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Asia: Markets sink after US launches Syria strikes


[HONG KONG] Asian stocks fell while safe havens rallied on Friday after the US launched missile strikes on Syria, fanning geopolitical concerns and raising the prospect of frictions with Russia.

Eyes are also on Florida as Chinese President Xi Jinping and Donald Trump kicked off a two-day meeting after the US tycoon's accusations that Beijing was killing US jobs and manipulating its currency to give it a trade advantage.

Mr Trump ordered a huge assault on the Shayrat Airfield in Syria in retaliation for a chemical attack with a sarin-like nerve agent that Washington blamed on President Bashar al-Assad.

The attack came just hours after Russia warned that there could be "negative consequences" if the US took military action against Syria, which it is backing in a civil war.

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The news sent Asian markets, which had been mostly in the black, into reverse and safe-haven assets such as the yen and gold soaring. Oil prices surged almost two percent.

"Everything risk-on went risk-off really quick," James Audiss, Sydney-based senior wealth manager at Shaw and Partners, told Bloomberg News. "It's a flight to safety."

Hong Kong plunged 1.1 per cent, Shanghai slipped 0.2 per cent, Sydney fell 0.3 per cent and Seoul was 0.4 per cent off.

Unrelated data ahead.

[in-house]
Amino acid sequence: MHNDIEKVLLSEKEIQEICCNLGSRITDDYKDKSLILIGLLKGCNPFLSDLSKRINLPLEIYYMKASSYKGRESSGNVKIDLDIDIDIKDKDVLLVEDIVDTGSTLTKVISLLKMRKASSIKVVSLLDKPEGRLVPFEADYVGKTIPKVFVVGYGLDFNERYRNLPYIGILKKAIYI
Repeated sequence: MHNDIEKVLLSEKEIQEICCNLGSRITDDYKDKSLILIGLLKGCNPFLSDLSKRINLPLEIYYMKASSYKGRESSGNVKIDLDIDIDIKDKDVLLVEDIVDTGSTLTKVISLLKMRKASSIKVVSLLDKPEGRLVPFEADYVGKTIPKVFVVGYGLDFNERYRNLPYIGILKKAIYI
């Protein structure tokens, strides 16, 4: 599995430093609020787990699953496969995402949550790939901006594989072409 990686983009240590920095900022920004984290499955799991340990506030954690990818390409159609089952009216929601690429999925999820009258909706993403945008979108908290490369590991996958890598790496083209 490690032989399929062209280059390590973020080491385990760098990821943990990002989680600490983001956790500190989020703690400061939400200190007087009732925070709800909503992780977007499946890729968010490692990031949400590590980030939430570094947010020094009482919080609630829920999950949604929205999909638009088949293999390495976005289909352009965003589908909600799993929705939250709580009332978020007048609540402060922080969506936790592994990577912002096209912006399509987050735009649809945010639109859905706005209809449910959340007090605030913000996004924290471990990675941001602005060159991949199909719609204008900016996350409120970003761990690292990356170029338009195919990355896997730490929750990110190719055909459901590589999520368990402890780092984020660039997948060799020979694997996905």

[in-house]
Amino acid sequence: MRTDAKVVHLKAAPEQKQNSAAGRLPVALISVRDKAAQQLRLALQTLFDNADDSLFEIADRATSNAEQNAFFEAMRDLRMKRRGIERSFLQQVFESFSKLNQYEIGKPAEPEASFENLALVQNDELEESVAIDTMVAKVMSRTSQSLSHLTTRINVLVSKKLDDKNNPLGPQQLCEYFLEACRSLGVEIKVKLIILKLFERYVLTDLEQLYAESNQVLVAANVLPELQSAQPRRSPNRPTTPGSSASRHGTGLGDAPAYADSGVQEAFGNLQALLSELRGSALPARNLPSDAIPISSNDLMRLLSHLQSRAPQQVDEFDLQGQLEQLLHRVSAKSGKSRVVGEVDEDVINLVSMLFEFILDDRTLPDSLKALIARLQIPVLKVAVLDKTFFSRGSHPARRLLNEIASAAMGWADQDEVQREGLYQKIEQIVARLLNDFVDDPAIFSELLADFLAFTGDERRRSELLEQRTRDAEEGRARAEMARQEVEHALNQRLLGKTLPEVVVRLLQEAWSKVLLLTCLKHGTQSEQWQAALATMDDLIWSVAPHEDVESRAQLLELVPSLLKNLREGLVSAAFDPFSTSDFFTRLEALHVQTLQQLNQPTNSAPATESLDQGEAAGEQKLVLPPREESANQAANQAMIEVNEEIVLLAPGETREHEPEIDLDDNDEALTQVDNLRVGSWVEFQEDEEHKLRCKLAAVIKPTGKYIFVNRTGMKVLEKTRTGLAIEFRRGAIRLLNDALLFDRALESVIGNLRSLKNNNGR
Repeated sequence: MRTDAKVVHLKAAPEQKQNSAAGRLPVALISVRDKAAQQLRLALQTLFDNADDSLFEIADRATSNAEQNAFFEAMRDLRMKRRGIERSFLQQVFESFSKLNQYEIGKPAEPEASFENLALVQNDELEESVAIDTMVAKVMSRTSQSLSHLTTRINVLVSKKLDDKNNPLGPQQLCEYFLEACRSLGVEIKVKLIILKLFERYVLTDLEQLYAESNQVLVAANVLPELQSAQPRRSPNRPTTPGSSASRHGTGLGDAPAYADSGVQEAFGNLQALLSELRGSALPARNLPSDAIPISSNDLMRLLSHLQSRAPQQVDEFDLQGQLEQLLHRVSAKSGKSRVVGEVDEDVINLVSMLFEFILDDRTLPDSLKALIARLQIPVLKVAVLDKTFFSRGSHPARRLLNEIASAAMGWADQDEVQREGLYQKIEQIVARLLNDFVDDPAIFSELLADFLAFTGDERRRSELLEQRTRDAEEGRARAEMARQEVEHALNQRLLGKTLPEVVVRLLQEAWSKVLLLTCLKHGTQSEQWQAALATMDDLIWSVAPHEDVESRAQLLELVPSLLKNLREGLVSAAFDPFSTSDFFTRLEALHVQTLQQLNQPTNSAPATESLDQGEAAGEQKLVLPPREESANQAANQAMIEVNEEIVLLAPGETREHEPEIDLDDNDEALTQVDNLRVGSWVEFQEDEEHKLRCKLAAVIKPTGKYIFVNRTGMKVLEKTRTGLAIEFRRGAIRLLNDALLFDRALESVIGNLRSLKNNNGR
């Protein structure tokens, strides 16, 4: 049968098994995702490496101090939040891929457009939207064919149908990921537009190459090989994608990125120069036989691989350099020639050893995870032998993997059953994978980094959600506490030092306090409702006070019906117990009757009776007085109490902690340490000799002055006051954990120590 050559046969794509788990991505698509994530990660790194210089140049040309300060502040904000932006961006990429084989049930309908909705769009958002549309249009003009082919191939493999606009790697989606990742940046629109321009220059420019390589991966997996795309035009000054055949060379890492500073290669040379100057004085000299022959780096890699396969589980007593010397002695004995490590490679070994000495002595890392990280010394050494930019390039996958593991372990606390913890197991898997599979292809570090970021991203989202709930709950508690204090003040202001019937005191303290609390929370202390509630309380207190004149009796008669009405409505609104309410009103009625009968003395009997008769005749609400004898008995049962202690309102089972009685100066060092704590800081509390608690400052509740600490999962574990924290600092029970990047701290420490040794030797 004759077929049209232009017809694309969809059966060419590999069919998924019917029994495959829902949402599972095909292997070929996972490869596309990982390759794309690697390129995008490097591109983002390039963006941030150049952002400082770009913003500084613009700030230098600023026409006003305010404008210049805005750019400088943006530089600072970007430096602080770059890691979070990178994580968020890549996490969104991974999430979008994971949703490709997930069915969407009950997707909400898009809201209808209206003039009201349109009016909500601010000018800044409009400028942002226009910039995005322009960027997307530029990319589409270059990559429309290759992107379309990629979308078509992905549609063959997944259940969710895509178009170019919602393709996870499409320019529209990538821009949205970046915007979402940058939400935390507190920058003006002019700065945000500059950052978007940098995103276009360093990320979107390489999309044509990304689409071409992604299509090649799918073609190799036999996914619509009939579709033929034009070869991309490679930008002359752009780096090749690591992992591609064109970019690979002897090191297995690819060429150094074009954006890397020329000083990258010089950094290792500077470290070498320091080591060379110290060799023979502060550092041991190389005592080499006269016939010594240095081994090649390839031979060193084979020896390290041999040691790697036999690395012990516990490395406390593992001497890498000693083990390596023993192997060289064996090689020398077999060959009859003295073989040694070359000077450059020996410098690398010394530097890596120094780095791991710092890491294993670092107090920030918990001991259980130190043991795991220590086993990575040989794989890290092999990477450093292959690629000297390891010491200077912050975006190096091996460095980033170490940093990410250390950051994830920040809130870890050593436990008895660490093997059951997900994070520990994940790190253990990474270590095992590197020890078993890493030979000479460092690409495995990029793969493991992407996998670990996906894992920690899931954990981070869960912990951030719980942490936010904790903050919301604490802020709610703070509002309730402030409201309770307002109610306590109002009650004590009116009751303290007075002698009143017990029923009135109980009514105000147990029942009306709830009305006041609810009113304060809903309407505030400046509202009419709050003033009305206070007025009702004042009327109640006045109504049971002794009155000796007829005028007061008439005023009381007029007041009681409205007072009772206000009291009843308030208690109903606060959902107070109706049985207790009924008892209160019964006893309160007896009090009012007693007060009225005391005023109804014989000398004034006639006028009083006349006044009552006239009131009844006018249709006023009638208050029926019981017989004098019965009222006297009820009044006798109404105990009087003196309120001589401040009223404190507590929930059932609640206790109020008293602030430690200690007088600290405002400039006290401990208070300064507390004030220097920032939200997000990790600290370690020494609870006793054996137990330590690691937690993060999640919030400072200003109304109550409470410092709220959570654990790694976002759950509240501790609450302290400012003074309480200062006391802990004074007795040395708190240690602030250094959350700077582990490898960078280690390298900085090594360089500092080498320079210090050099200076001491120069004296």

Tokyo ended the morning 0.1 per cent lower as the soaring yen - which was sitting at lows not seen since November - hit exporters.


Gold prices, which along with the yen are considered safe bets in times of turmoil and uncertainty, also jumped more than one percent to US$1,266.

Oil prices, which had been lower in early morning trade, jumped as the attacks led to concerns about supplies in the Middle East.

"Syria is not a big oil producer but it does potentially increase the risk of escalation in the whole region," Ric Spooner, chief market analyst at CMC Markets in Sydney, said. "We're seeing a risk response to the airstrike."

The attacks on Syria overshadowed talks in Florida between Mr Trump and Mr Xi, which are being closely monitored by investors worried that the former reality TV star's anti-globalisation comments could spark a trade war between the economic superpowers.

Also on the agenda is the North Korea problem, with Washington concerned about the country's growing nuclear programme following a series of missile launches, the most recent coming this week.

As the two leaders met, Mr Trump told reporters he thought they would have "a very, very great relationship and I look very much forward to it".